# Difference between revisions of "Defined function"

A user-defined function (or tradfn, for "traditional function", in Dyalog APL) is a function defined using a header that includes the function's name. Introduced in APL\360, function definition was universally supported by APL dialects for much of the language's history, and is still commonly used in mainstream APLs. Since the 1990s other ways to describe functions have appeared, with J and K rejecting function definition in favor of anonymous function description. Beginning in the 2010s Dyalog-based APL dialects including ngn/apl, dzaima/APL, and APL\iv have removed function definition in favor of dfns.

In many dialects the function header syntax of defined functions is adapted to allow user-defined operators as well.

## Examples

### Basics

⍝ ...do something
rl r

Works in: Dyalog APL, APL2, GNU APL, NARS2000, APLX, and every older APL from APL\360

### Braces

An ambivalent function with an optional left argument, a conditional control structure, one local variable, and a shy result:

:If 0=⎕NC'left'     ⍝ if variable "left" is not defined already
left0
:EndIf
localleft+right
res2×local

AddMult2 3     ⍝ result is "shy"
AddMult2 3   ⍝ coerce display of result
6
1 AddMult2 3      ⍝ result is "shy"
10×1 AddMult2 3   ⍝ use result anyway
80
Works in: Dyalog APL

### Brackets

GNU APL allows functions and operators to accept an axis argument:[1]

ZAverage[X] B
Z(+/[X]B) ÷ (B)[X]

Average[1] 5 5⍴⍳25
11 12 13 14 15
Average[2] 5 5⍴⍳25
3 8 13 18 23
Works in: GNU APL

### Operators

res(Function SELF) right
resright Function right

×SELF 1 2 3 4 5
1 4 9 16 25

res(FunctionF HOOK FunctionG) right
resright FunctionF FunctionG right

÷HOOK|2 0 ¯7
1 1 ¯1

resleft (Function SWAP) right
resright Function left

3 2 -SWAP 10
7 8

resleft (FunctionF OVER FunctionG) right
res(FunctionG left) FunctionF (FunctionG right)

2 ¯7 2+OVER|¯3 1 4
5 8 6

## Representations

The canonical representation form is equivalent to what the user would type into the line editor to define the function. An alternative representation consists of the entire session log transcript after having such a definition has been made. A tradfn operator can also be called a tradop (pronounced "trad op").

## Properties

Tradfns allow both functional and procedural programming, and are essential for object-oriented programming. They support a full set of keywords for flow control and object declarations.

One of the most noticeable differences from dfns is that tradfns must declare their locals, because assignments are global by default. The declaration is done in a header line which also determines the function's name and calling syntax. Dyalog APL adds two extensions to this:

1. Dynamic localisation of names while a tradfn is running.[2]
2. The declaration of additional local names on separate lines following the header line.[3]

Tradfns cannot be nested but can contain dfns. A tradfn can dynamically create another tradfn by "fixing" its source, and if the function thus created has a name which has been localised, the inner function will only exist the scope of the outer function. Nested functions are less necessary due to tradfns using dynamic scoping as opposed to the lexical scoping of dfns. In other words, a tradfn can "see" locals of its caller.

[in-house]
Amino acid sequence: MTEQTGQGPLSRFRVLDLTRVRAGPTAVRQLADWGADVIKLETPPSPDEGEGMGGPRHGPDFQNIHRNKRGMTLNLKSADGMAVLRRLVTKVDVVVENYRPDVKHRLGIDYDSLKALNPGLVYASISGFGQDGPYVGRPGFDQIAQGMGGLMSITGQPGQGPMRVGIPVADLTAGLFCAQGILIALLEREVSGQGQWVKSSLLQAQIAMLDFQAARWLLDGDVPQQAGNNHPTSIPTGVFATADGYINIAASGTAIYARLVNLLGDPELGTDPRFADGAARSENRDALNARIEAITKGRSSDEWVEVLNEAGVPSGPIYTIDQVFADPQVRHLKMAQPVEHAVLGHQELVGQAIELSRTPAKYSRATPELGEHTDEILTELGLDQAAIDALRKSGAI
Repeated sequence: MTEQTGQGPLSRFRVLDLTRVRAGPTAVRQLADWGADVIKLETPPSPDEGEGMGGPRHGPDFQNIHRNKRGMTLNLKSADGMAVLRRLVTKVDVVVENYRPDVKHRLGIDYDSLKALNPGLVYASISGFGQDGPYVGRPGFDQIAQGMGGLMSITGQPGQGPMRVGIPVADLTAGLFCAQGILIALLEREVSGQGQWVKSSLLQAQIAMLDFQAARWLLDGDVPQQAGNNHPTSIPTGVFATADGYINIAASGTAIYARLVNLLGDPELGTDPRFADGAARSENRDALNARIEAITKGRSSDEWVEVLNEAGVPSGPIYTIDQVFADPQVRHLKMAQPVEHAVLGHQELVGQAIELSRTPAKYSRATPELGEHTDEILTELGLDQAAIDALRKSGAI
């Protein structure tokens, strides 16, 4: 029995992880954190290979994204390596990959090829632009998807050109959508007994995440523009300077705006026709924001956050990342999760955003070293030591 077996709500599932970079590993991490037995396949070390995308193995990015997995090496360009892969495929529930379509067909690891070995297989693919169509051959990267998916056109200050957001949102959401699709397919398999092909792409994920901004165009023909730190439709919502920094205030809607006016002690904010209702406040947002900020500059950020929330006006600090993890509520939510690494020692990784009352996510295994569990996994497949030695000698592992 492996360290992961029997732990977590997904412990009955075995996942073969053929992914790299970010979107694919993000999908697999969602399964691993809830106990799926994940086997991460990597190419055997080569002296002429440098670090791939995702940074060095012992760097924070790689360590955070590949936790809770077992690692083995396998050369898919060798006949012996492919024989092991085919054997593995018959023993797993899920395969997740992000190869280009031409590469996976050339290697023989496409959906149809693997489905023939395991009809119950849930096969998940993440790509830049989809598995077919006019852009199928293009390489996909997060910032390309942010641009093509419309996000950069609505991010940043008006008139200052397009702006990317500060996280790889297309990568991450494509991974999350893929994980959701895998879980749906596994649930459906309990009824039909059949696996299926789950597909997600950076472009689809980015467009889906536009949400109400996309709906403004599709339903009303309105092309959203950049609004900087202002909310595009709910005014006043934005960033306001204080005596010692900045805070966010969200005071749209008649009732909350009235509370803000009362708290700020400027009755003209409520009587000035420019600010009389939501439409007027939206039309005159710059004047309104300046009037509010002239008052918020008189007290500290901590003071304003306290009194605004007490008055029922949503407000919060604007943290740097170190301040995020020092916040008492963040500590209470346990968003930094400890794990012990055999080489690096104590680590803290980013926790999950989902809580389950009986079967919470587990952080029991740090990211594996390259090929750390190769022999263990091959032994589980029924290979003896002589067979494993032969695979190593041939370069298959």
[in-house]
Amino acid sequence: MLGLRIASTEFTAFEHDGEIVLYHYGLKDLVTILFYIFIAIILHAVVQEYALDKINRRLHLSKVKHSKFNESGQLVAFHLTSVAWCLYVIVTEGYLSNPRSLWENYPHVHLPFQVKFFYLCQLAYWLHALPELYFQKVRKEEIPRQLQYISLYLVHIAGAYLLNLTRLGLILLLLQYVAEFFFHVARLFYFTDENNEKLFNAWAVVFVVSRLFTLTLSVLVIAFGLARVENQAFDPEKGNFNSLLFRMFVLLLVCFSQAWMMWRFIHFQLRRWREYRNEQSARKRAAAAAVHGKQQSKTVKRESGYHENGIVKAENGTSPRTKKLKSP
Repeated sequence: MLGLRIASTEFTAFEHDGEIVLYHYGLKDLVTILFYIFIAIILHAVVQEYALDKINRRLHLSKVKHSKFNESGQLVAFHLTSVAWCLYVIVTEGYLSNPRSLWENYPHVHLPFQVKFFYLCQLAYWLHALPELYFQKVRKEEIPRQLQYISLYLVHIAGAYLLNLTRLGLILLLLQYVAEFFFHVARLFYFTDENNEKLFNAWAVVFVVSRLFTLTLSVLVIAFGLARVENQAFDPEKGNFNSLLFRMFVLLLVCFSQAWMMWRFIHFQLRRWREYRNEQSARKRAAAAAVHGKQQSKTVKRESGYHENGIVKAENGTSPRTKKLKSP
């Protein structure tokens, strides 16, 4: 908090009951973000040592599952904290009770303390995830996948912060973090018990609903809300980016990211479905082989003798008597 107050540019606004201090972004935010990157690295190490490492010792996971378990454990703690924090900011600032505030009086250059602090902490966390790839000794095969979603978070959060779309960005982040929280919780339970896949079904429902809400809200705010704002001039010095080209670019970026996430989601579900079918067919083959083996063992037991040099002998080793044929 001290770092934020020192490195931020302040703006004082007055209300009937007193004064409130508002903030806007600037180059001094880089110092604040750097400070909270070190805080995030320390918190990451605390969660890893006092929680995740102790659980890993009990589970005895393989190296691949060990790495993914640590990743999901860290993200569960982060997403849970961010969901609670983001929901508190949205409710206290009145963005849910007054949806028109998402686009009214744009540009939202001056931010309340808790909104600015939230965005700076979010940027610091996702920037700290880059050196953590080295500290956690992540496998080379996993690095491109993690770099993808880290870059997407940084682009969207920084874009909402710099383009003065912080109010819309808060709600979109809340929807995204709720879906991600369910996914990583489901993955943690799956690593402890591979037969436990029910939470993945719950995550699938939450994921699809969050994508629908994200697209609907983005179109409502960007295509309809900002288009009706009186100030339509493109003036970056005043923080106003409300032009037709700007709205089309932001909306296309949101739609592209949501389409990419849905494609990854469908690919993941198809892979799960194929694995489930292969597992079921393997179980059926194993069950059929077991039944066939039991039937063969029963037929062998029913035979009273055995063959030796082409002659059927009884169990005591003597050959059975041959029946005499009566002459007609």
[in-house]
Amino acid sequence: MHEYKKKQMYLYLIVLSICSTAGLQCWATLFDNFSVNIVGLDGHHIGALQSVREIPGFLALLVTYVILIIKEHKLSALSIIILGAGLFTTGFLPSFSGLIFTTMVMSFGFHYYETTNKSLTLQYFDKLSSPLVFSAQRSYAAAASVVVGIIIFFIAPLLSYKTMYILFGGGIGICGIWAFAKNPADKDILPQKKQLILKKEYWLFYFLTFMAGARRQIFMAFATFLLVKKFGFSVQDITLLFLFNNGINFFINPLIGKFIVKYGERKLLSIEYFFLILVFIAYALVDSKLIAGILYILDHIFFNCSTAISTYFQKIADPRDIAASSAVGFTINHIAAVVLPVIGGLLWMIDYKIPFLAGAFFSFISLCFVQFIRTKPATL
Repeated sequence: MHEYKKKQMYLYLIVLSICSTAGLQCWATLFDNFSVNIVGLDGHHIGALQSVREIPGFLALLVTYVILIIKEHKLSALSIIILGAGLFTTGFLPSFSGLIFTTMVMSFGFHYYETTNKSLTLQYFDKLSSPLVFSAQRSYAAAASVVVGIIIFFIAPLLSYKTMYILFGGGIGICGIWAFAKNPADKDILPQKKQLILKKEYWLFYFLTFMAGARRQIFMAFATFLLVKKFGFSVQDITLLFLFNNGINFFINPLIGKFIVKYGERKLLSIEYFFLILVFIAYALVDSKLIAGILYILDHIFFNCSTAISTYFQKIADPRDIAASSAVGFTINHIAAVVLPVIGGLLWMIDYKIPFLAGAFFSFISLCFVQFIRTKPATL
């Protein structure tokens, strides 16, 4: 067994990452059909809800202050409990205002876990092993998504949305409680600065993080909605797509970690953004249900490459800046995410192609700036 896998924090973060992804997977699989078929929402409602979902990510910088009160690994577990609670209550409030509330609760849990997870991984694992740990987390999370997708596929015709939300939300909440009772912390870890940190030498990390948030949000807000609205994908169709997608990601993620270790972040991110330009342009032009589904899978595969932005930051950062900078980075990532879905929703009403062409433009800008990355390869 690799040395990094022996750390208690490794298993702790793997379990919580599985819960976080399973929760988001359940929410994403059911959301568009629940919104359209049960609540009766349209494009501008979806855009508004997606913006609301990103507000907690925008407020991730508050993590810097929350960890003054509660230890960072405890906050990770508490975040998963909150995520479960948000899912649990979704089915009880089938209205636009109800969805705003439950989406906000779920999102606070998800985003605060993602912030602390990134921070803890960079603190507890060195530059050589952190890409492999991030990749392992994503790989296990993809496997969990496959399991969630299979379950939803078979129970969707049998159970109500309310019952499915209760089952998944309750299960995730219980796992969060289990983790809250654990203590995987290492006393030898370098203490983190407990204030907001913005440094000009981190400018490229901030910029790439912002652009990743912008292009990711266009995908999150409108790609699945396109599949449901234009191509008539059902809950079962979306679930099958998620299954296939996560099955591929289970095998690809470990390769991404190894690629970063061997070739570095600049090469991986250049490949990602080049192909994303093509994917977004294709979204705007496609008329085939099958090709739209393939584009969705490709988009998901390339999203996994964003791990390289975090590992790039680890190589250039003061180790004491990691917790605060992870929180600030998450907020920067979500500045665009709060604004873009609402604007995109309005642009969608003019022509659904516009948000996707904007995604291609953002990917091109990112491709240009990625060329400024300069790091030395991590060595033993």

A tradfn can be niladic which causes it to behave syntactically like an array. However, every time its name is referenced, it will run to create a result (if any). Such methods are often used to return a cache or as an entry point for the user.

### Dyalog APL extensions

In addition to the two above-mentioned extensions for localising names, Dyalog APL adds a few features to tradfn.[4]

The the header syntax can explicitly specify that a function is ambivalent by enclosing the left argument name in curly braces (for example result{left} Function right). Others dialects treat all functions that declare a left argument name as ambivalent and leave it up to the programmer to check for the presence of a value.

A tradfn can return a function value as result. The returned function will replace the function and its arguments (if any) in the calling expression:

FnApply name
[1]    :If name'plus'
[2]        Fn+
[3]    :ElseIf name'times'
[4]        Fn×
[5]    :EndIf

3(Apply'plus')4
7
3(Apply'times')4
12

A tradfn can be declared as shy, that is, it exhibits the same behaviour as an assignment, in that by default, no result is printed when the function terminates, but attempting to use the result still succeeds. This declaration is done by putting curly braces around the result name (for example {result}left Function right).

The right argument and the result can be a name list instead of single name. The interpreter will unpack the right argument when the function is called, and collect the result when the function returns.[5]

## A+

A+ uses a reworked style of function and operator definition than maintains the principle of a header that matches the way the function will be used, but differs in many details:

• The result name is not included in the header; instead, the result of the last executed statement is returned (and so functions that do not return a result cannot be defined).
• The header is separated from the body with a colon, and the body of a multi-line function is enclosed in curly braces.
• Functions have lexical scope. Variables assigned are local by default, and can be made global by enclosing their names in parentheses when assigning.

## Comparison to dfns

Wikipedia has a comparison of dfns versus tradfns.